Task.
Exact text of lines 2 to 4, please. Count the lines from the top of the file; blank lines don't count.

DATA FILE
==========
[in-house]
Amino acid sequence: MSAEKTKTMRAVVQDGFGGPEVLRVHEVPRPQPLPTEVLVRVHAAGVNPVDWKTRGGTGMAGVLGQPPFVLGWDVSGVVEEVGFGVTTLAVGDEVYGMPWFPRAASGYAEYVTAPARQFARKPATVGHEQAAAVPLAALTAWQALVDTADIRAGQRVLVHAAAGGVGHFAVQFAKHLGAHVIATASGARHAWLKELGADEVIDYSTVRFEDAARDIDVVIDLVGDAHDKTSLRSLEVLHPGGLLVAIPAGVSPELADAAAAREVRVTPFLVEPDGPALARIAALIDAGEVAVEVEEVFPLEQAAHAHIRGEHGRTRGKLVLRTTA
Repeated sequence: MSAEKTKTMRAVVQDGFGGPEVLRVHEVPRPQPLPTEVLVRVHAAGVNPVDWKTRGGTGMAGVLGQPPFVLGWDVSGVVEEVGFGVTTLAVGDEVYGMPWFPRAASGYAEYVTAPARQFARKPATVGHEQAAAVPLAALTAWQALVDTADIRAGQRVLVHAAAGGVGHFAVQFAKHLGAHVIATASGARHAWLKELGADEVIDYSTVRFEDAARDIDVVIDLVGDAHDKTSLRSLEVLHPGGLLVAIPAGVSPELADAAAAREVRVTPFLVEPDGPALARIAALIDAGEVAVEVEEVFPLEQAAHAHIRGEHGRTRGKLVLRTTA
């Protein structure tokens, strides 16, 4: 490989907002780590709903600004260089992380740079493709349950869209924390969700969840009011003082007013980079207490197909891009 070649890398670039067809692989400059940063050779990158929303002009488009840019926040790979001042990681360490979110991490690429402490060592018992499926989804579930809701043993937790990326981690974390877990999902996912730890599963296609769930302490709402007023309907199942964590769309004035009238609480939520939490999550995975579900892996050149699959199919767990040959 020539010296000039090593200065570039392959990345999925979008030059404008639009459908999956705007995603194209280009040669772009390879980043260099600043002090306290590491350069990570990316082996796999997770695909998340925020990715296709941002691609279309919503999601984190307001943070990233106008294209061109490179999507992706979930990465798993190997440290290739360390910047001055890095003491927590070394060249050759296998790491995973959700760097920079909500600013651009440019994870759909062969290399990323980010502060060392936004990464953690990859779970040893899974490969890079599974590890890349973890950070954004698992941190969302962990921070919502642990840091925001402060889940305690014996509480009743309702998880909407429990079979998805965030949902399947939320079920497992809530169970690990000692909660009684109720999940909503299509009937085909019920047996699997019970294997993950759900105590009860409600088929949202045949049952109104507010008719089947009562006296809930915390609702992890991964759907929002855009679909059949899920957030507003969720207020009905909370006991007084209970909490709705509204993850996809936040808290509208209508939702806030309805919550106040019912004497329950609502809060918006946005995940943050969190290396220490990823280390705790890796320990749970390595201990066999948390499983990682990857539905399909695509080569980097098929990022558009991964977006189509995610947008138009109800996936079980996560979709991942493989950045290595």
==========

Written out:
Amino acid sequence: MSAEKTKTMRAVVQDGFGGPEVLRVHEVPRPQPLPTEVLVRVHAAGVNPVDWKTRGGTGMAGVLGQPPFVLGWDVSGVVEEVGFGVTTLAVGDEVYGMPWFPRAASGYAEYVTAPARQFARKPATVGHEQAAAVPLAALTAWQALVDTADIRAGQRVLVHAAAGGVGHFAVQFAKHLGAHVIATASGARHAWLKELGADEVIDYSTVRFEDAARDIDVVIDLVGDAHDKTSLRSLEVLHPGGLLVAIPAGVSPELADAAAAREVRVTPFLVEPDGPALARIAALIDAGEVAVEVEEVFPLEQAAHAHIRGEHGRTRGKLVLRTTA
Repeated sequence: MSAEKTKTMRAVVQDGFGGPEVLRVHEVPRPQPLPTEVLVRVHAAGVNPVDWKTRGGTGMAGVLGQPPFVLGWDVSGVVEEVGFGVTTLAVGDEVYGMPWFPRAASGYAEYVTAPARQFARKPATVGHEQAAAVPLAALTAWQALVDTADIRAGQRVLVHAAAGGVGHFAVQFAKHLGAHVIATASGARHAWLKELGADEVIDYSTVRFEDAARDIDVVIDLVGDAHDKTSLRSLEVLHPGGLLVAIPAGVSPELADAAAAREVRVTPFLVEPDGPALARIAALIDAGEVAVEVEEVFPLEQAAHAHIRGEHGRTRGKLVLRTTA
């Protein structure tokens, strides 16, 4: 490989907002780590709903600004260089992380740079493709349950869209924390969700969840009011003082007013980079207490197909891009 070649890398670039067809692989400059940063050779990158929303002009488009840019926040790979001042990681360490979110991490690429402490060592018992499926989804579930809701043993937790990326981690974390877990999902996912730890599963296609769930302490709402007023309907199942964590769309004035009238609480939520939490999550995975579900892996050149699959199919767990040959 020539010296000039090593200065570039392959990345999925979008030059404008639009459908999956705007995603194209280009040669772009390879980043260099600043002090306290590491350069990570990316082996796999997770695909998340925020990715296709941002691609279309919503999601984190307001943070990233106008294209061109490179999507992706979930990465798993190997440290290739360390910047001055890095003491927590070394060249050759296998790491995973959700760097920079909500600013651009440019994870759909062969290399990323980010502060060392936004990464953690990859779970040893899974490969890079599974590890890349973890950070954004698992941190969302962990921070919502642990840091925001402060889940305690014996509480009743309702998880909407429990079979998805965030949902399947939320079920497992809530169970690990000692909660009684109720999940909503299509009937085909019920047996699997019970294997993950759900105590009860409600088929949202045949049952109104507010008719089947009562006296809930915390609702992890991964759907929002855009679909059949899920957030507003969720207020009905909370006991007084209970909490709705509204993850996809936040808290509208209508939702806030309805919550106040019912004497329950609502809060918006946005995940943050969190290396220490990823280390705790890796320990749970390595201990066999948390499983990682990857539905399909695509080569980097098929990022558009991964977006189509995610947008138009109800996936079980996560979709991942493989950045290595």